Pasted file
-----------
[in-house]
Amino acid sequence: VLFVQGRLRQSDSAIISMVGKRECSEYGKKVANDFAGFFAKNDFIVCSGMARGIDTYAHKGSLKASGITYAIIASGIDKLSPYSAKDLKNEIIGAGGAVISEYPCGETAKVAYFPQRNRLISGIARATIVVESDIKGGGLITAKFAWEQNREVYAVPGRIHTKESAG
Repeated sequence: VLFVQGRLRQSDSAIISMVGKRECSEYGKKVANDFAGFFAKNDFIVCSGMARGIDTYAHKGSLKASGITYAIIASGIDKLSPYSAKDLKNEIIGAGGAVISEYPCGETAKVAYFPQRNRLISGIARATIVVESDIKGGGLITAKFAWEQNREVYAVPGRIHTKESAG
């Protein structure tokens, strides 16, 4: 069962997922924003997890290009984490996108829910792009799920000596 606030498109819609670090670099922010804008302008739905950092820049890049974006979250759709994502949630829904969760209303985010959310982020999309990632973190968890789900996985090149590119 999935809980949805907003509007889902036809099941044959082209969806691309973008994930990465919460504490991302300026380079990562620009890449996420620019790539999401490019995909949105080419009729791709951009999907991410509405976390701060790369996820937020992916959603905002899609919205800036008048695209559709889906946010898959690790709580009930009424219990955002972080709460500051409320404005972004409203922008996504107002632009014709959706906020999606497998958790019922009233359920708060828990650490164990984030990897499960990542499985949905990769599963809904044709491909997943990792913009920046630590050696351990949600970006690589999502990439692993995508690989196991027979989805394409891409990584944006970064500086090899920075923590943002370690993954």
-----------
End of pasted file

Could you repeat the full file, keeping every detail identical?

[in-house]
Amino acid sequence: VLFVQGRLRQSDSAIISMVGKRECSEYGKKVANDFAGFFAKNDFIVCSGMARGIDTYAHKGSLKASGITYAIIASGIDKLSPYSAKDLKNEIIGAGGAVISEYPCGETAKVAYFPQRNRLISGIARATIVVESDIKGGGLITAKFAWEQNREVYAVPGRIHTKESAG
Repeated sequence: VLFVQGRLRQSDSAIISMVGKRECSEYGKKVANDFAGFFAKNDFIVCSGMARGIDTYAHKGSLKASGITYAIIASGIDKLSPYSAKDLKNEIIGAGGAVISEYPCGETAKVAYFPQRNRLISGIARATIVVESDIKGGGLITAKFAWEQNREVYAVPGRIHTKESAG
């Protein structure tokens, strides 16, 4: 069962997922924003997890290009984490996108829910792009799920000596 606030498109819609670090670099922010804008302008739905950092820049890049974006979250759709994502949630829904969760209303985010959310982020999309990632973190968890789900996985090149590119 999935809980949805907003509007889902036809099941044959082209969806691309973008994930990465919460504490991302300026380079990562620009890449996420620019790539999401490019995909949105080419009729791709951009999907991410509405976390701060790369996820937020992916959603905002899609919205800036008048695209559709889906946010898959690790709580009930009424219990955002972080709460500051409320404005972004409203922008996504107002632009014709959706906020999606497998958790019922009233359920708060828990650490164990984030990897499960990542499985949905990769599963809904044709491909997943990792913009920046630590050696351990949600970006690589999502990439692993995508690989196991027979989805394409891409990584944006970064500086090899920075923590943002370690993954």